ATLANTA - More than half of the candidates at four teacher-preparation programs at state colleges and universities failed a mandatory test for certification, according to scores released Tuesday.
Paine College, along with Albany State, Clark Atlanta and Fort Valley State universities, had less than 50 percent of their test-takers pass the Praxis II, which measures candidates' knowledge in their teaching field.
Clark Atlanta University and Paine are private institutions.
"This test is a content test, and it does measure whether a teacher would know the content they are supposed to teach, but it doesn't measure whether the teacher could actually teach," said F.D. Toth, executive secretary of the Professional Standards Commission. The commission uses the Praxis scores to determine whether to license Georgia teachers.
Test scores were also by teaching field.
At Paine, 30 percent of the 50 students who took the test passed.
Shirley A.R. Lewis, president of Paine, said parents can rest assured that any student with a degree from Paine has passed Praxis I and II.
"You cannot graduate from Paine College in teacher education unless you have passed Praxis I and II," Dr. Lewis said. "You can take the test, because anyone can take the test, but we don't even let our student go into student teaching until they have passed Praxis I and II. So if you see a Paine College student student-teaching or teaching, you can rest assured that they have passed Praxis I and II."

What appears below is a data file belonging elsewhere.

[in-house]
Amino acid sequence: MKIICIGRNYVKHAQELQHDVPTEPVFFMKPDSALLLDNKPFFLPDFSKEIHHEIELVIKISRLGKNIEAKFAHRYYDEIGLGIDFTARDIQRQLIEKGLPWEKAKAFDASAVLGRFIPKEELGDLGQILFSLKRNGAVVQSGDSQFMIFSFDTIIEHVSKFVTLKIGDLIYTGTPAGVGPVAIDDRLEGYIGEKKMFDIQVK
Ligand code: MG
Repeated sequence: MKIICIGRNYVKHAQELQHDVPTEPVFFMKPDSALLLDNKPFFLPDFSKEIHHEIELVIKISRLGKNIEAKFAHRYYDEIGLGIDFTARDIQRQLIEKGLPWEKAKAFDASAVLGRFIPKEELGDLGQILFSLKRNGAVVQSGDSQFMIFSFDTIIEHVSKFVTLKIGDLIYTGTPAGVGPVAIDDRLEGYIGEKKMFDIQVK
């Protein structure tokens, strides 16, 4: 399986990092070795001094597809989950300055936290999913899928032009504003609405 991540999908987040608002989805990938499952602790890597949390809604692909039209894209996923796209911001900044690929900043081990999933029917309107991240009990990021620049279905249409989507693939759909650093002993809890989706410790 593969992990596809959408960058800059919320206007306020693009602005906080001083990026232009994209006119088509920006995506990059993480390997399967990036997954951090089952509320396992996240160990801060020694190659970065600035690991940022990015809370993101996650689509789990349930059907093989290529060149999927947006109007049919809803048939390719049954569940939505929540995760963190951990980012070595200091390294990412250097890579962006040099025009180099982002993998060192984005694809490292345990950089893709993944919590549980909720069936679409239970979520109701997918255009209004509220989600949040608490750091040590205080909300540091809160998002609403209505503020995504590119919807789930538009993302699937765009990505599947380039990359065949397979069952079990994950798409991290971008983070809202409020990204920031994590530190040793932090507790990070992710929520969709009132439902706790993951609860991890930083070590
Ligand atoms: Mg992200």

Dr. Lewis said students who have taken the required courses and followed the college's criteria for an education degree pass the Praxis tests. Of the 11 students who followed the school's criteria, she said, all of them passed.
At Augusta State University, 78 percent of the 177 students who took the test passed.
Robert Freeman, dean of Augusta State's Education Department, said that although the 78 percent puts Augusta State in the upper-middle echelon of the state, the school is not satisfied.
"If one of our students doesn't pass the test, we're troubled by that," Dr. Freeman said.
Statewide, teachers preparing to lead middle grades faltered on the Praxis test designed for middle grade certification. Only 66 percent of the 897 candidates passed the exam, which measures competency in math, English, social studies and science.
"I'm surprised that they are that high," said Jan Kettlewell, assistant vice chancellor for academic affairs with the University System of Georgia. "We issue a broad certificate that allows teachers to teach all four of those subjects, when they are only prepared in two of them."
Middle schoolers have been at the center of much of the debate this year over education reforms. Tests of basic knowledge in core subjects show Georgia's middle school pupils lagging behind the nation and struggling to perform even basic math problems. The governor and educators have been meeting to discuss how to improve middle school education.
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